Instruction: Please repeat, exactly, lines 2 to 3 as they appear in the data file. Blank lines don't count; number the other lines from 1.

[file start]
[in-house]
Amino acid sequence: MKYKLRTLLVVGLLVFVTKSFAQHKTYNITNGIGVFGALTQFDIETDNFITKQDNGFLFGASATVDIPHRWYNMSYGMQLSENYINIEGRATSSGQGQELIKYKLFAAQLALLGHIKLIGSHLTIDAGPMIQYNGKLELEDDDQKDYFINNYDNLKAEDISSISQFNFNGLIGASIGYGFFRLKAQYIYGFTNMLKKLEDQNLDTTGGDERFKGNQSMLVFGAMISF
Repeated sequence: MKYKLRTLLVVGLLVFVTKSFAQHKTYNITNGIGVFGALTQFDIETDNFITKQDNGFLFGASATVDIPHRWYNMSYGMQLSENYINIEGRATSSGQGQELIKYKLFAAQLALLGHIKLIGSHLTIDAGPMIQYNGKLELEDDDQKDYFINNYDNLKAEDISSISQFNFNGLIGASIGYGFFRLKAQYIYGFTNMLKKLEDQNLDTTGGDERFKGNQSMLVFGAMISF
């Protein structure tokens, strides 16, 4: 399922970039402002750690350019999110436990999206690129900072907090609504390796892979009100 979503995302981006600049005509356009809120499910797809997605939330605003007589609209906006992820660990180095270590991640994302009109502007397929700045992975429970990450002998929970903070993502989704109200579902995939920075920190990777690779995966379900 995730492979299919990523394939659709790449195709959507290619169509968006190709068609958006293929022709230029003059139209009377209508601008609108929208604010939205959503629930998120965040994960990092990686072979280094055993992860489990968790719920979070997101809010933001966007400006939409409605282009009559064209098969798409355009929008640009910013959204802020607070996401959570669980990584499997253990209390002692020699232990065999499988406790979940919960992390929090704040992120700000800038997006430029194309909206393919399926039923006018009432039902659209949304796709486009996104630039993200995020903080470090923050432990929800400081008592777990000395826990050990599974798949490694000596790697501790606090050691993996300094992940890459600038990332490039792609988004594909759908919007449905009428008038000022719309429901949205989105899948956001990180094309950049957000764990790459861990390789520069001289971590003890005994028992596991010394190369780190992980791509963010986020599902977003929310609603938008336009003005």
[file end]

Amino acid sequence: MKYKLRTLLVVGLLVFVTKSFAQHKTYNITNGIGVFGALTQFDIETDNFITKQDNGFLFGASATVDIPHRWYNMSYGMQLSENYINIEGRATSSGQGQELIKYKLFAAQLALLGHIKLIGSHLTIDAGPMIQYNGKLELEDDDQKDYFINNYDNLKAEDISSISQFNFNGLIGASIGYGFFRLKAQYIYGFTNMLKKLEDQNLDTTGGDERFKGNQSMLVFGAMISF
Repeated sequence: MKYKLRTLLVVGLLVFVTKSFAQHKTYNITNGIGVFGALTQFDIETDNFITKQDNGFLFGASATVDIPHRWYNMSYGMQLSENYINIEGRATSSGQGQELIKYKLFAAQLALLGHIKLIGSHLTIDAGPMIQYNGKLELEDDDQKDYFINNYDNLKAEDISSISQFNFNGLIGASIGYGFFRLKAQYIYGFTNMLKKLEDQNLDTTGGDERFKGNQSMLVFGAMISF